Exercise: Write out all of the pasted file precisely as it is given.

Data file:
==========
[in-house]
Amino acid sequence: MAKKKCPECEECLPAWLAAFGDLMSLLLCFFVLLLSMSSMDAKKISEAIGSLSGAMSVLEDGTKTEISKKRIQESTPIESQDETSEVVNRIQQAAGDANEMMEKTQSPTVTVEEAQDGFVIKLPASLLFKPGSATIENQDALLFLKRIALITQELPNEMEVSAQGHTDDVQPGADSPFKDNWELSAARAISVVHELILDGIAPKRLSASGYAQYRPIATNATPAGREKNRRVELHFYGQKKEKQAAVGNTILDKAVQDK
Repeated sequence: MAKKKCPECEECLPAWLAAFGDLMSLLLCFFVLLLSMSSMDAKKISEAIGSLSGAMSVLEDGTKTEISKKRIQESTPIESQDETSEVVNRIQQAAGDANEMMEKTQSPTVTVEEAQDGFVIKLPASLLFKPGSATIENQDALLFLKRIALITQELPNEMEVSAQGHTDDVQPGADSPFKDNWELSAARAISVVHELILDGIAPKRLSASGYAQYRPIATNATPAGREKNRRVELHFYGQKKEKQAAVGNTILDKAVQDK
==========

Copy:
[in-house]
Amino acid sequence: MAKKKCPECEECLPAWLAAFGDLMSLLLCFFVLLLSMSSMDAKKISEAIGSLSGAMSVLEDGTKTEISKKRIQESTPIESQDETSEVVNRIQQAAGDANEMMEKTQSPTVTVEEAQDGFVIKLPASLLFKPGSATIENQDALLFLKRIALITQELPNEMEVSAQGHTDDVQPGADSPFKDNWELSAARAISVVHELILDGIAPKRLSASGYAQYRPIATNATPAGREKNRRVELHFYGQKKEKQAAVGNTILDKAVQDK
Repeated sequence: MAKKKCPECEECLPAWLAAFGDLMSLLLCFFVLLLSMSSMDAKKISEAIGSLSGAMSVLEDGTKTEISKKRIQESTPIESQDETSEVVNRIQQAAGDANEMMEKTQSPTVTVEEAQDGFVIKLPASLLFKPGSATIENQDALLFLKRIALITQELPNEMEVSAQGHTDDVQPGADSPFKDNWELSAARAISVVHELILDGIAPKRLSASGYAQYRPIATNATPAGREKNRRVELHFYGQKKEKQAAVGNTILDKAVQDK